Our View: Del Norte joins absentee craze, and that's OK

November 15, 2006 12:00 am

In our busy, rushed world, convenience is vital in all we do. Because of it, there's fast food, remote controls, even drive-thru coffee shops.

And now there's absentee voting.

Originally intended for those few who couldn't vote on Election Day due to travel or long-term illness, absentee ballots now have become all the rage. About 55 percent of Del Norte County voters voted absentee during the just held mid-term elections. Many other communities across the California and the nation are reporting similiar numbers.

While some fret at this trend, we'd put those worries into the same category as those who decried the Beatles' long hair in 1964 or Elvis' hips a decade before. Some people just aren't with the times.

It used to be that people went to the polls on Election Day and voted. And that was it.

But it needn't stay that way.

Our nation's population has grown by 100 million since the late 1960s. The result in many metro areas is longer lines at polling places. In today's Internet-connected 24/7 world where business and family demands don't allow us to take long stretches of time out of our schedule. Absentee ballots eliminate the hassle.

Most of us would like to think a little bit about who we're voting for. Absentee ballots allow voters to do just that. Consider that this past election's ballot included more than a dozen propositions, another dozen state and federal offices and a variety of local offices, from the school board to the fire protection district board. Voters might be definite about a couple of candidates, but the absentee ballots allows them to pause and dop a little reading before marking their vote.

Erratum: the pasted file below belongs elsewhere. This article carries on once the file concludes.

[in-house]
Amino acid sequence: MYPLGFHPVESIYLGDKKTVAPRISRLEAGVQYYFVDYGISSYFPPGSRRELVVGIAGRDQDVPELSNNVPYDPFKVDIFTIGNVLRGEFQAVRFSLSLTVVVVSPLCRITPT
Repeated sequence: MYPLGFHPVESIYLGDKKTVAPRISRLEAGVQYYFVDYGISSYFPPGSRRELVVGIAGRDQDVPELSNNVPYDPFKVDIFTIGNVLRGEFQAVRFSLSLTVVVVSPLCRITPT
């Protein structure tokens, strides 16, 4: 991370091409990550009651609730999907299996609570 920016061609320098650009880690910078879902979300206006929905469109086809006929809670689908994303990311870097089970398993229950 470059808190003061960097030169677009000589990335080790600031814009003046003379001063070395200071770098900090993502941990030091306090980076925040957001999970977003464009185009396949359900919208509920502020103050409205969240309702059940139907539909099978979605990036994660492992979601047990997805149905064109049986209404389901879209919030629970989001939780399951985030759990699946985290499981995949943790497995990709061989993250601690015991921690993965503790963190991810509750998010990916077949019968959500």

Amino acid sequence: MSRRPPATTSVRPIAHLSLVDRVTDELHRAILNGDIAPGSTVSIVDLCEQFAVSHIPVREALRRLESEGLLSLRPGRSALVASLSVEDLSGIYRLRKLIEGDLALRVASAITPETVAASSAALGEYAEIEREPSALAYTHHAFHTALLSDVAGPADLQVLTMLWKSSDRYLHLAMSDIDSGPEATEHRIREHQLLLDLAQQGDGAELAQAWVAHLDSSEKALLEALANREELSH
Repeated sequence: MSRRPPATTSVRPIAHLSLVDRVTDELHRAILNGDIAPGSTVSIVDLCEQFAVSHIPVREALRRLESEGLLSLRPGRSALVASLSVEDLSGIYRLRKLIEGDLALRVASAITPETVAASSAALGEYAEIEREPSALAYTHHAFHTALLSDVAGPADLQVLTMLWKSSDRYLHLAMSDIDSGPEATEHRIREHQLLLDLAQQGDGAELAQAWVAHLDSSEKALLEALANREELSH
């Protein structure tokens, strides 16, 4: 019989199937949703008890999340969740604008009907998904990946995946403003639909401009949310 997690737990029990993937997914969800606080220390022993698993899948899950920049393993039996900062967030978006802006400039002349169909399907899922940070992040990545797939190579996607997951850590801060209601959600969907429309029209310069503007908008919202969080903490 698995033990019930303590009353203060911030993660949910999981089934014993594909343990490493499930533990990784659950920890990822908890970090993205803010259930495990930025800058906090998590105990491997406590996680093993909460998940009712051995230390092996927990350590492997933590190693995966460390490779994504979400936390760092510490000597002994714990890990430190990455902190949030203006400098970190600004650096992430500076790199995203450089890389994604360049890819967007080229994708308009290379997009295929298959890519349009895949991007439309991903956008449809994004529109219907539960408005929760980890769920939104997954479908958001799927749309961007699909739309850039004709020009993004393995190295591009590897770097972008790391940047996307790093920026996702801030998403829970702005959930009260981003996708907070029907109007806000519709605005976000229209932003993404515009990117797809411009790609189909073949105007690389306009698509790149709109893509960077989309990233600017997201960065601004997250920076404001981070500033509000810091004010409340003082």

In that sense, absentee ballots reflect the reality of a fast-paced world yet serve as a buffer to it where our most important civic duty is concerned.

Of course, there is the potential problem of voting for someone then finding some unsavory fact about them after sending in the ballot. But early turn-ins usually are done by party-line voters. They're not likely to change their vote regardless the scandal.

As for fraud, a number of protections are in place to protect against such problems.

Absentee ballots likely will become even more popular in the elections ahead. But for those who want to vote and make an informed decision, that's not such a bad thing.